in a band, the Jellyroll, that never made it. At the time I concluded
that I was too much of a perfectionist to work with the other band members;
in the end I realized I was too much of an autocrat, unable to relate
to other people enough to share music with them. Realizing that I wasn't
destined to play in a band, I gravitated to rock criticism. Starting
with a few wretched pieces in Broadside and then some amateurish but
convincing reviews in the earliest Crawdaddy, I at least found a substitute
outlet for my desire to express myself about rock: If I couldn't cope
with playing, I may have done better writing about it.
But in those days, I didn't see myself as a critic-the writing was just
another extension of an all-encompassing obsession. It carried over
to my love for live music, which I cared for even more than the records.
I went to the Club 47 three times a week and then hunted down the rock
shows-which weren't so easy to find because they weren't all conveniently
located at downtown theatres. I flipped for the Animals' two-hour show
at Rindge Tech; the Rolling Stones, not just at Boston Garden, where
they did the best half hour rock'n'roll set I had ever seen, but at
Lynn Football Stadium, where they started a riot; Mitch Ryder and the
Detroit Wheels overcoming the worst of performing conditions at Watpole
Skating Rink; and the Beatles at Suffolk Down, plainly audible, beatiful
to look at, and confirmation that we-and I-existed as a special body
of people who understood the power and the flory of rock'n'roll.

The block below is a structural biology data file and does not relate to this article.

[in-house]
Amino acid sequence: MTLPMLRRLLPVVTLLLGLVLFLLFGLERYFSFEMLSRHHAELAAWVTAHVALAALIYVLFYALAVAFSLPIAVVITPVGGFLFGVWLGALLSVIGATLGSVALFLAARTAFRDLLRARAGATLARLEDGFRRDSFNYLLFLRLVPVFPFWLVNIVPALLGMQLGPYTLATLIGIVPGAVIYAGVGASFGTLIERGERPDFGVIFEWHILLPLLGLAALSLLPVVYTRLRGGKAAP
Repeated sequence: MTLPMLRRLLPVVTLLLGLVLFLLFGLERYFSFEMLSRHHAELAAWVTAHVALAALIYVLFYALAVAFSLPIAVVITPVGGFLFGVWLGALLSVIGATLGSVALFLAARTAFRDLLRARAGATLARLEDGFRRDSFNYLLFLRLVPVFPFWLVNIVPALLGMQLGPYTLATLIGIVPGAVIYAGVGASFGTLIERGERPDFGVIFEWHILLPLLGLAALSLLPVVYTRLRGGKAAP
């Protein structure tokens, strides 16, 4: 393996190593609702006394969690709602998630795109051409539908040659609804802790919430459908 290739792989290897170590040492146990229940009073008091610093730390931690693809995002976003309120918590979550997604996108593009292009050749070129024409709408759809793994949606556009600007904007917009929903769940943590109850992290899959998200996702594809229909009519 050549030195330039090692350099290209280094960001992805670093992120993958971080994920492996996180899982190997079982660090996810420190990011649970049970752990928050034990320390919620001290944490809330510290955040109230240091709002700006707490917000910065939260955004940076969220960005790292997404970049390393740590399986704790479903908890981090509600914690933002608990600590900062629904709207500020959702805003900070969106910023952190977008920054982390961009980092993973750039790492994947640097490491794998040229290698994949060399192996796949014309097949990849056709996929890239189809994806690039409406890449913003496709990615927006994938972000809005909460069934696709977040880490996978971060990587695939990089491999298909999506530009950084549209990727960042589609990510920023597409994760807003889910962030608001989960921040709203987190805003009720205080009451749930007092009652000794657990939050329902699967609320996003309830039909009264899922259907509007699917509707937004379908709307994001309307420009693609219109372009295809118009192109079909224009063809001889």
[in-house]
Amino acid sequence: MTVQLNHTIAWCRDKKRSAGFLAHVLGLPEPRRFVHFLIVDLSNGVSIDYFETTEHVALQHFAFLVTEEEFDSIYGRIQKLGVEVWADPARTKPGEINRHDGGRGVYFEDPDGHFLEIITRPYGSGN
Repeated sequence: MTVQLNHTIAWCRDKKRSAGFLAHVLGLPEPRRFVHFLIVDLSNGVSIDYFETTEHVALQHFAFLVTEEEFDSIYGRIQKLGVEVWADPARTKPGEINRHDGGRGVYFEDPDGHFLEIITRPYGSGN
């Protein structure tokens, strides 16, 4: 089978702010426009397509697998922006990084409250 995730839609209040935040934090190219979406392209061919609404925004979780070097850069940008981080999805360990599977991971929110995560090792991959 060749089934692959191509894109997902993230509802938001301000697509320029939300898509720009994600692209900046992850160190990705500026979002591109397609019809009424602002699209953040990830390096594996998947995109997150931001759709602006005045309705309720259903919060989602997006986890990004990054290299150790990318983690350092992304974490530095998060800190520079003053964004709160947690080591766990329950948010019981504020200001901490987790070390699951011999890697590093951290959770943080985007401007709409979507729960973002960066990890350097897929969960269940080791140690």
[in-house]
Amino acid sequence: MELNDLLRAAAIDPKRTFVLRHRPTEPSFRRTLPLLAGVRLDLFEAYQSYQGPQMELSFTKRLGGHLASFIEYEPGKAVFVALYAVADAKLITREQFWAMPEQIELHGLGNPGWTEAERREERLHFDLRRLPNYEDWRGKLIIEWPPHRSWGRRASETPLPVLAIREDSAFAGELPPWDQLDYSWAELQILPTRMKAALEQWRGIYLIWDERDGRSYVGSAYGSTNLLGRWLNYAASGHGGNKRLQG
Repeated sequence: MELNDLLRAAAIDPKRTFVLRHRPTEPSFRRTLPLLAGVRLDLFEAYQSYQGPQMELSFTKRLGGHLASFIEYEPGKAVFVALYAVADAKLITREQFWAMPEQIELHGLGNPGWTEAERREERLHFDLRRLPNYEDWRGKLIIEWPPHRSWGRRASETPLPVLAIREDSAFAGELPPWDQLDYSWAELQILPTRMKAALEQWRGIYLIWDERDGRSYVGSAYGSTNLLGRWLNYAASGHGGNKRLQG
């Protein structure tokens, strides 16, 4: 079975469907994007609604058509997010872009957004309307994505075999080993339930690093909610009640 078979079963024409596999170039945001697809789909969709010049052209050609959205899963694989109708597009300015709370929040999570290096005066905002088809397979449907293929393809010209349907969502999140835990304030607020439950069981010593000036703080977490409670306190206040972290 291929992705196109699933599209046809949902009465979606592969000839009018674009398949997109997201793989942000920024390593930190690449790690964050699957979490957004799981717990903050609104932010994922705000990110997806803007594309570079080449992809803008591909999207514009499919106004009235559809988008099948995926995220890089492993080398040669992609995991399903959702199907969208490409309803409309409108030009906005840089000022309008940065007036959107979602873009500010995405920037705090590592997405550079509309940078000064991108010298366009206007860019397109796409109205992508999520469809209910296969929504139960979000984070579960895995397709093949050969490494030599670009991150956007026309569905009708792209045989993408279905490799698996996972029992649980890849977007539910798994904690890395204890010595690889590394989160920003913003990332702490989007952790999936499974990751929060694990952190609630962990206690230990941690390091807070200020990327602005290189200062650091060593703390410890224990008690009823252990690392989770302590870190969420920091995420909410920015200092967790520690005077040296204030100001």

I lived those days with a sense of anticipation. I worked in Briggs
& Briggs a few summers and would know when the next albums were
coming. The disappointment when the new Stones was a day late, the exhilaration
when Another Side of Bob Dylan showed up a week early. The thrill of
turning on WBZ and hearing some strange sound, both beautiful and horrible,
but that demanded to be heard again; it turned out to be "You've
Lost That Loving Feeling," a record that stands just behind "Reach
Out I'll Be There" as means of musical catharsis.
My temperament being what it is, I often enjoyed hating as much as loving.
That San Francisco shit corrupted the purity of the rock that I loved
and I could have led a crusade against it. The Moby Grape moved me,
but those songs about White Rabbits and hippie love made me laugh when
they didn't make me sick. I found more rock'n'roll in the dubbed-in
hysteria on the Rolling Stones Got Live if You Want It than on most
San Francisco albums combined.For every moment I remember there are
a dozen I've forgotten, but I feel like they are with me on a night
like this, a permanent part of my consciousness, a feeling lost on my
mind but never on my soul. And then there are those individual experiences